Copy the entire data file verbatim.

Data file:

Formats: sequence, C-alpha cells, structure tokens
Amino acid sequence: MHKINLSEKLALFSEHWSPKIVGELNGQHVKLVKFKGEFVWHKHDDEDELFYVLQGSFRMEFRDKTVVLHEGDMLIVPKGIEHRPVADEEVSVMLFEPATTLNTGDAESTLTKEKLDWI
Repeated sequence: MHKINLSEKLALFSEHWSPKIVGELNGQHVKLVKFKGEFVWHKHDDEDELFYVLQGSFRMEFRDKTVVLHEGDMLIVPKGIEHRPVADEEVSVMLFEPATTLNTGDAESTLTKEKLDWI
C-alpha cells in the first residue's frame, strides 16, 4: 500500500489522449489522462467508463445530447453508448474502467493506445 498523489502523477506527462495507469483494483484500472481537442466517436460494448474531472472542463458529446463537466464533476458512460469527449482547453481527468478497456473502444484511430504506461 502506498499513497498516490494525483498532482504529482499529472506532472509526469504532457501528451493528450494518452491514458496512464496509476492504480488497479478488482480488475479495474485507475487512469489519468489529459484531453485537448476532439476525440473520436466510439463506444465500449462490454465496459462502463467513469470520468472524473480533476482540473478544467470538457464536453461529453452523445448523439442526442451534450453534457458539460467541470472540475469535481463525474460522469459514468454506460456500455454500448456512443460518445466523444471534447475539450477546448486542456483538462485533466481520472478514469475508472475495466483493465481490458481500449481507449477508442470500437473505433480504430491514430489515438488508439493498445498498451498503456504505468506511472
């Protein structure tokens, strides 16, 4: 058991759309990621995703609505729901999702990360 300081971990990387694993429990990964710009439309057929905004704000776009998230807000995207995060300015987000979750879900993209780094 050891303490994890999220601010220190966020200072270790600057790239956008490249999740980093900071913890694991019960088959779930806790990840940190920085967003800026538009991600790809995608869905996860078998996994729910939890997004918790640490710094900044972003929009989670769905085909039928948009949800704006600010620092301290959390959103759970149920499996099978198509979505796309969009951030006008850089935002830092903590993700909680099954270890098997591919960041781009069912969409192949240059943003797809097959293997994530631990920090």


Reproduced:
Formats: sequence, C-alpha cells, structure tokens
Amino acid sequence: MHKINLSEKLALFSEHWSPKIVGELNGQHVKLVKFKGEFVWHKHDDEDELFYVLQGSFRMEFRDKTVVLHEGDMLIVPKGIEHRPVADEEVSVMLFEPATTLNTGDAESTLTKEKLDWI
Repeated sequence: MHKINLSEKLALFSEHWSPKIVGELNGQHVKLVKFKGEFVWHKHDDEDELFYVLQGSFRMEFRDKTVVLHEGDMLIVPKGIEHRPVADEEVSVMLFEPATTLNTGDAESTLTKEKLDWI
C-alpha cells in the first residue's frame, strides 16, 4: 500500500489522449489522462467508463445530447453508448474502467493506445 498523489502523477506527462495507469483494483484500472481537442466517436460494448474531472472542463458529446463537466464533476458512460469527449482547453481527468478497456473502444484511430504506461 502506498499513497498516490494525483498532482504529482499529472506532472509526469504532457501528451493528450494518452491514458496512464496509476492504480488497479478488482480488475479495474485507475487512469489519468489529459484531453485537448476532439476525440473520436466510439463506444465500449462490454465496459462502463467513469470520468472524473480533476482540473478544467470538457464536453461529453452523445448523439442526442451534450453534457458539460467541470472540475469535481463525474460522469459514468454506460456500455454500448456512443460518445466523444471534447475539450477546448486542456483538462485533466481520472478514469475508472475495466483493465481490458481500449481507449477508442470500437473505433480504430491514430489515438488508439493498445498498451498503456504505468506511472
């Protein structure tokens, strides 16, 4: 058991759309990621995703609505729901999702990360 300081971990990387694993429990990964710009439309057929905004704000776009998230807000995207995060300015987000979750879900993209780094 050891303490994890999220601010220190966020200072270790600057790239956008490249999740980093900071913890694991019960088959779930806790990840940190920085967003800026538009991600790809995608869905996860078998996994729910939890997004918790640490710094900044972003929009989670769905085909039928948009949800704006600010620092301290959390959103759970149920499996099978198509979505796309969009951030006008850089935002830092903590993700909680099954270890098997591919960041781009069912969409192949240059943003797809097959293997994530631990920090």